Towards intuitive interfaces
Operators like fighter pilots, combat vehicle drivers and fire and rescue command operators handle considerable amount of information during mission critical activities. The increasing complexity of the information landscape calls for alternative information presentation. This thesis presents the rather novel interfaces 3D audio and tactile displays, and the combination of these. In several experiments the displays are evaluated on the basis that they could improve information presentation for specific real world scenarios. The experimental environments range from laboratory to real platform in which intelligibility, reaction/response time, and localisation error are measured.
A number of key findings are presented such as further evidence for using non-individualised Head Related Transfer Function (HRTF) to acquire low localisation errors for virtual sound sources. It is also shown that 3D audio presented with a Commercials Off The Shelf (COTS) component could be used to support operators in real world settings, and that a tactile display can counteract front-back confusion occurrences as induced by 3D audio. In addition, results demonstrate that a tactile display can be used to present information to fighter pilots during threat interception, at high G-loads, and improve responses to threats. In a series of experiments concerning threat presentation to the driver of a combat vehicle it was found that combining displays for different sensory modalities can improve tactical manoeuvring performance without adding mental workload. It was also shown that the displays entailed different support for the driver depending on phases of manoeuvring towards threats.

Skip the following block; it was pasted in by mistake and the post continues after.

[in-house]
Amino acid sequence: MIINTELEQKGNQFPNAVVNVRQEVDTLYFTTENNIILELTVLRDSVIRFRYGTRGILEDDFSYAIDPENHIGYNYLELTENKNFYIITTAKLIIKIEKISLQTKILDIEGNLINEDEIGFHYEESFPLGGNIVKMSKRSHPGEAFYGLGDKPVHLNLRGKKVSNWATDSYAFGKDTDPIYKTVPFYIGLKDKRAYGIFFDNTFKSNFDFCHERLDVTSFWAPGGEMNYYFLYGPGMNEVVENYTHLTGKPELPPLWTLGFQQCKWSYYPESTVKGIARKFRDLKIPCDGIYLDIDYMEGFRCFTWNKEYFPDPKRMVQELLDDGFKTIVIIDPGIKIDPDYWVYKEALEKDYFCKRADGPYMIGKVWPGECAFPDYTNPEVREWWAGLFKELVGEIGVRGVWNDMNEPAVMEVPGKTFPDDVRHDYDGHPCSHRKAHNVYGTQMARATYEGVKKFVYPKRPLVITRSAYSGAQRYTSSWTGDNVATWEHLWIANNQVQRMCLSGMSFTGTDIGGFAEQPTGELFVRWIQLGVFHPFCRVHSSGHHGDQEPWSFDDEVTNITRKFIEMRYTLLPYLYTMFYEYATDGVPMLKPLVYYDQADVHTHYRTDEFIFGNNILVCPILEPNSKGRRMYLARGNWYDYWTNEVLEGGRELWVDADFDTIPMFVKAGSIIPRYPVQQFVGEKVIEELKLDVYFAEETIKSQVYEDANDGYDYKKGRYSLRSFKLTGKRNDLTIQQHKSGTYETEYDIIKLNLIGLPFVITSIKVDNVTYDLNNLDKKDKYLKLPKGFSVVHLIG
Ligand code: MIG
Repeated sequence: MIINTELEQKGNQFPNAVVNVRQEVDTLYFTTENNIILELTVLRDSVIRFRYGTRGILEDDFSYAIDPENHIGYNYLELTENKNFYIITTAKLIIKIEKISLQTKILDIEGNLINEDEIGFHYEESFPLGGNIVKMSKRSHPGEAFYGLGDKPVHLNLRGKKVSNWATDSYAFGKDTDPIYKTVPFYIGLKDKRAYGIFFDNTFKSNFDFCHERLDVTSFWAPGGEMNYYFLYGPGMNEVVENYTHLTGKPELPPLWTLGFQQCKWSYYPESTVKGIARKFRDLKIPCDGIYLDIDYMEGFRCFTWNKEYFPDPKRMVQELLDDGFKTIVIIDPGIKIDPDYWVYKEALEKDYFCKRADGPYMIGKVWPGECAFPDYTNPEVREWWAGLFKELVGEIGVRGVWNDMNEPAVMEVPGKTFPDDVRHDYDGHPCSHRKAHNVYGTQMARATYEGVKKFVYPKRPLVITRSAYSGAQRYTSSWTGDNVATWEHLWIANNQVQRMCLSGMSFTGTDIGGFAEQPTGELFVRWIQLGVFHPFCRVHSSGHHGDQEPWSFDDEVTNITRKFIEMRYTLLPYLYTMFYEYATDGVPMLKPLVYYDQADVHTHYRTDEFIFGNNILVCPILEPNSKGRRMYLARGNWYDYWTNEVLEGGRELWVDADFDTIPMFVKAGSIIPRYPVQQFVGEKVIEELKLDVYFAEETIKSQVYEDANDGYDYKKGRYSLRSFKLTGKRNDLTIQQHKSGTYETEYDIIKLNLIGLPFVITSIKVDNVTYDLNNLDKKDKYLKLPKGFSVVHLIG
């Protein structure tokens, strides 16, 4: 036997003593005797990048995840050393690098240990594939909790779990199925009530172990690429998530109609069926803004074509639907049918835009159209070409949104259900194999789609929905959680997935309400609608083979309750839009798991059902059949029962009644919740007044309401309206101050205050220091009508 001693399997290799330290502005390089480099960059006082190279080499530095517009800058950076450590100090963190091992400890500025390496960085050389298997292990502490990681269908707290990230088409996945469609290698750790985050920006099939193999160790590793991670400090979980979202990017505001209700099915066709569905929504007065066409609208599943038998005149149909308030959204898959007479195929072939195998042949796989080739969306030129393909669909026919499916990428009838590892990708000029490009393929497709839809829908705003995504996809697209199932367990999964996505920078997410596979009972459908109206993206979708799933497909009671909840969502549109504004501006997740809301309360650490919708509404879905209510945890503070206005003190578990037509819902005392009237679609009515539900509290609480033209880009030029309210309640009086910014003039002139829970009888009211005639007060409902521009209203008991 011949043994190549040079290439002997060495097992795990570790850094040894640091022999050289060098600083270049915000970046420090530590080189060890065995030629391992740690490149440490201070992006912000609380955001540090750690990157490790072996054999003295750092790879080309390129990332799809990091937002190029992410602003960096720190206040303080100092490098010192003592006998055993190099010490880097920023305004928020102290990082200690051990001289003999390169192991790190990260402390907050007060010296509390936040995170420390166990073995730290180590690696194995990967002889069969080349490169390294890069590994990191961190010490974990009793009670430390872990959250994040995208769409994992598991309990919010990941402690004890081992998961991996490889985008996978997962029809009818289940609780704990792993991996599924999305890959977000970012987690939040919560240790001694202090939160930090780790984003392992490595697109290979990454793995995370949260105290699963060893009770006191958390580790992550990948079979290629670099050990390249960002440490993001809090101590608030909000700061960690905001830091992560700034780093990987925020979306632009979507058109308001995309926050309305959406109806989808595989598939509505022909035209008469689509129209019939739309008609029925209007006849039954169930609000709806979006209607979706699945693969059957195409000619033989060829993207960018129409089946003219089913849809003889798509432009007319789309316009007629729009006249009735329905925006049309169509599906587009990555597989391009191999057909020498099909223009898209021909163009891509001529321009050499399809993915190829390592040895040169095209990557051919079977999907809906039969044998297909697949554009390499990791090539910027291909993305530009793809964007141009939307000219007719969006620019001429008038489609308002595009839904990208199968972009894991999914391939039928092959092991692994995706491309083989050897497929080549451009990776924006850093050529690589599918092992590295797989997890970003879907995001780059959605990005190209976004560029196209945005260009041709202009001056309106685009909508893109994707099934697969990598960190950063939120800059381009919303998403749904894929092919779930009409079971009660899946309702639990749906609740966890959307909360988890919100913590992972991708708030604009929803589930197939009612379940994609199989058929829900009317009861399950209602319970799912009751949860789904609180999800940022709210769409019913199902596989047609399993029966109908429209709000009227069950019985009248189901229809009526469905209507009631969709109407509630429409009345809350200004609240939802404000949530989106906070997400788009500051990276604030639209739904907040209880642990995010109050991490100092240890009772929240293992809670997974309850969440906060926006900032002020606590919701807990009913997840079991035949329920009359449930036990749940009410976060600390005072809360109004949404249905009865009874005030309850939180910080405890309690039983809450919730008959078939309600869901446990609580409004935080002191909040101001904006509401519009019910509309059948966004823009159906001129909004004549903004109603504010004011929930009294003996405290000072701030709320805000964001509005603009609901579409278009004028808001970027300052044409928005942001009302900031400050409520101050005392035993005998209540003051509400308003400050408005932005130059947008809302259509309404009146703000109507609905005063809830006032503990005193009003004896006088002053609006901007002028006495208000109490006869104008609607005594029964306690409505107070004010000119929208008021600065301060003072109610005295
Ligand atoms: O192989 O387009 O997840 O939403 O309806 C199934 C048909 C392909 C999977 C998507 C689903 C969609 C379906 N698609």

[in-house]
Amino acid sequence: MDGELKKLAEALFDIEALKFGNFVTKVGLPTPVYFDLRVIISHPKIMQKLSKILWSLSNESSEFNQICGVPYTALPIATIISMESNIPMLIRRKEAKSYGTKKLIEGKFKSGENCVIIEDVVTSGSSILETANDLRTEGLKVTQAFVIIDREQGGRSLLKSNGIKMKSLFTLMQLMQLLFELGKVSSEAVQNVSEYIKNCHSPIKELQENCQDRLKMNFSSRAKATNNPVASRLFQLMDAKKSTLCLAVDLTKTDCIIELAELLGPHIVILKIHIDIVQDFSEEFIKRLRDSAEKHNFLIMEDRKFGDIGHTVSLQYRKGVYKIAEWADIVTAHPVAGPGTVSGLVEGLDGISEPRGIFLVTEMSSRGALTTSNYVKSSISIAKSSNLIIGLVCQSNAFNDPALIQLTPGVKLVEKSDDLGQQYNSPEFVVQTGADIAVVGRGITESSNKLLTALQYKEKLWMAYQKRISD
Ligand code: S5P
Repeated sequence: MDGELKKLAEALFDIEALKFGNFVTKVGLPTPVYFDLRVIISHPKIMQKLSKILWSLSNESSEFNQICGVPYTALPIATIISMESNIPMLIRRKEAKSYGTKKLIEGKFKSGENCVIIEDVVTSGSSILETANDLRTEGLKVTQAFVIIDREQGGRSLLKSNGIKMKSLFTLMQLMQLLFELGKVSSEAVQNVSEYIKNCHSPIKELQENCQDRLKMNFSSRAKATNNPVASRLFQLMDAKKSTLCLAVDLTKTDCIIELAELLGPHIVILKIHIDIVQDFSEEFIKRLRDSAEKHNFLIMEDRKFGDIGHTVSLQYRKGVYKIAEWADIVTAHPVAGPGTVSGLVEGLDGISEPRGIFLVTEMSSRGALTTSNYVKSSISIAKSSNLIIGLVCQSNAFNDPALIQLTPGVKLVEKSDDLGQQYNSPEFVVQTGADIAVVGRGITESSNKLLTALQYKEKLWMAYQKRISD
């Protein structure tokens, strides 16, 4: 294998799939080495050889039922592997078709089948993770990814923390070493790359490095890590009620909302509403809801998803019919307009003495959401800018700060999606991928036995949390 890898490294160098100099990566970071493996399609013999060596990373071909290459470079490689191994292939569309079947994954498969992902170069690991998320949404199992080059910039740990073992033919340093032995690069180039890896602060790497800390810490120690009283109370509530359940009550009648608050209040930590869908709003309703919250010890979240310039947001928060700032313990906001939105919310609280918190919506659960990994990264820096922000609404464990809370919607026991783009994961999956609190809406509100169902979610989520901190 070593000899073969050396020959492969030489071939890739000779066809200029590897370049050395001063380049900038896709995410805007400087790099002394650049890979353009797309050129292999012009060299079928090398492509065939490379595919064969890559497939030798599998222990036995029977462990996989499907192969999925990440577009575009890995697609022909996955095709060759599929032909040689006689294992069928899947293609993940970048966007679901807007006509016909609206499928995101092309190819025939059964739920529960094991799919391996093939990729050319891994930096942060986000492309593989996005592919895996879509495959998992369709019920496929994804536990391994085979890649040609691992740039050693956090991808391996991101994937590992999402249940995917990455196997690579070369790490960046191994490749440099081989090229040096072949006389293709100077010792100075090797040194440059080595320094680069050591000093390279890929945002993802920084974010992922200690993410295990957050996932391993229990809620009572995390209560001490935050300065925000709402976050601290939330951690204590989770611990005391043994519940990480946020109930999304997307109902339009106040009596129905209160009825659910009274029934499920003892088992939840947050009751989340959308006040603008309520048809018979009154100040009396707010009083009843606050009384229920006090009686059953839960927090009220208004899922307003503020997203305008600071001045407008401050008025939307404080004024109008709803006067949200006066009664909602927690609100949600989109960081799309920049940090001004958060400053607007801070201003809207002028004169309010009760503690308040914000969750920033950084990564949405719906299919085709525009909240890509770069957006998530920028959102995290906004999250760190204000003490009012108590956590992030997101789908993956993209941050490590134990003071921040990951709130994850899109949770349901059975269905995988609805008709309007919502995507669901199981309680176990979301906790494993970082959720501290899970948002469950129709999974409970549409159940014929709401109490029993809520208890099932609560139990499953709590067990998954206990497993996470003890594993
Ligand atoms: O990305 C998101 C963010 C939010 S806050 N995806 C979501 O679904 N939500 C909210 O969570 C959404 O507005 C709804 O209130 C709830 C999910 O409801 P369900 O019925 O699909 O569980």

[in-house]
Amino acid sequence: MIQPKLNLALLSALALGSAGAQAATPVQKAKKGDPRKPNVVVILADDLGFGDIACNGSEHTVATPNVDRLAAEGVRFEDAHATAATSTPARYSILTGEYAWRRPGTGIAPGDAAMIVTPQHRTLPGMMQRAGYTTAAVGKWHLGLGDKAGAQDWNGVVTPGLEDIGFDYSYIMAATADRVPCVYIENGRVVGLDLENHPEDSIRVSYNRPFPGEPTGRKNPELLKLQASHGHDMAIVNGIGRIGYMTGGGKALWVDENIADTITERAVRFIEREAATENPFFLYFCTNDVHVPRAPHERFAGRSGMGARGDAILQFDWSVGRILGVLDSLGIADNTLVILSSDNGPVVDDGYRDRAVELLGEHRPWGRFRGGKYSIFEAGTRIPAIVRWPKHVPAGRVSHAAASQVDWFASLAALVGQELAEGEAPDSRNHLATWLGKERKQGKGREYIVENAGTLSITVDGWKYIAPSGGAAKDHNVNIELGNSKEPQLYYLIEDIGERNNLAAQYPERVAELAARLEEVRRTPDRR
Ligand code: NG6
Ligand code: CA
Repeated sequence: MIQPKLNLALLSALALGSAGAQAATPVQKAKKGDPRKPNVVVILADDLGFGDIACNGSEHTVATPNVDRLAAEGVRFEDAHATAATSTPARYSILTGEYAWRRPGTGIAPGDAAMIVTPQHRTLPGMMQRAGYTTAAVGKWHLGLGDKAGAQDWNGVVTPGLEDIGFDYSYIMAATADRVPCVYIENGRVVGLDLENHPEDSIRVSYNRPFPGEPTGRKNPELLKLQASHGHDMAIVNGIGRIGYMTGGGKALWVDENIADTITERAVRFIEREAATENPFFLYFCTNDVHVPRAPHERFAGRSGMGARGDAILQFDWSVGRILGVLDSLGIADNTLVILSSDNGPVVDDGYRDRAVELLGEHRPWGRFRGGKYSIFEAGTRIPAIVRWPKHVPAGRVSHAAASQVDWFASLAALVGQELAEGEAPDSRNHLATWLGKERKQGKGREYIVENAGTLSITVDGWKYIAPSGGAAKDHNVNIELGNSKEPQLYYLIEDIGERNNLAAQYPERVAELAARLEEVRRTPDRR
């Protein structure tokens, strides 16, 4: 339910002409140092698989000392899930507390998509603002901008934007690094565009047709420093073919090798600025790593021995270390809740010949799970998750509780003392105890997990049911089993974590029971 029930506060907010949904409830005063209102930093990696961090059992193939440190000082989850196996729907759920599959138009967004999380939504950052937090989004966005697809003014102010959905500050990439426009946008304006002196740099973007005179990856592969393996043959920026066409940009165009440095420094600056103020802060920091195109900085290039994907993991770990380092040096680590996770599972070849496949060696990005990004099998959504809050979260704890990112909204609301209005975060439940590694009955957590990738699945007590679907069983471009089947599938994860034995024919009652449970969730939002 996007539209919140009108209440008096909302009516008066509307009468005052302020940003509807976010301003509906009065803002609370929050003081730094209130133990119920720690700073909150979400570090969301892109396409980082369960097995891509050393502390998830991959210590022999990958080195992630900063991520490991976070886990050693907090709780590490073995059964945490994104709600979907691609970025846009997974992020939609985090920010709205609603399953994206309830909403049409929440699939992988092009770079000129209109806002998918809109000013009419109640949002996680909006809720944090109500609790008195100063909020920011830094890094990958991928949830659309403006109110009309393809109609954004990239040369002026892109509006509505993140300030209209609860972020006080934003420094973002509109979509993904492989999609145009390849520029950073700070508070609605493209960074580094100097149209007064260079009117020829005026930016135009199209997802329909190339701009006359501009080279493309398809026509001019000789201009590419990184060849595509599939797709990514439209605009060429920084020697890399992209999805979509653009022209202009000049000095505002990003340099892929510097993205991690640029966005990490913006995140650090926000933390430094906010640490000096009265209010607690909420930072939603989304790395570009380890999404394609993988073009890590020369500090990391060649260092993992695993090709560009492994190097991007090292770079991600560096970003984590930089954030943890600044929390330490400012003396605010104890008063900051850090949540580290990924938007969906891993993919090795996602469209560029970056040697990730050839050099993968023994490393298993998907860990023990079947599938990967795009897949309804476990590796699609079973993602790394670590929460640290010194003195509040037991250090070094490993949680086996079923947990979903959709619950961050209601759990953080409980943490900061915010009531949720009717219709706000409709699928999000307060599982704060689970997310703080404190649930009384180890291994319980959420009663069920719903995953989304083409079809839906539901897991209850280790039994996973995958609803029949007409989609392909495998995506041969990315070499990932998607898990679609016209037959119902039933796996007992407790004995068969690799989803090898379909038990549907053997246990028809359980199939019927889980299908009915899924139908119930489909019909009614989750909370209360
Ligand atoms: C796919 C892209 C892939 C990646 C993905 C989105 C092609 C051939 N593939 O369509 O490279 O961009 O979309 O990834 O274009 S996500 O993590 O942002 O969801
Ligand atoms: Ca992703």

The main conclusion drawn from this research is that these display technologies carry much promise for improving the information presentation in complex operator environments. It is mainly the omnidirectional character of the tactile and 3D audio presentations that contributes significantly to the making of intuitive interfaces, which can lead to enhanced perception and performance without adding workload. One application of these relatively new display technologies is to support visual displays in situations in which the operator already is engaged in activities occupying the visual sense.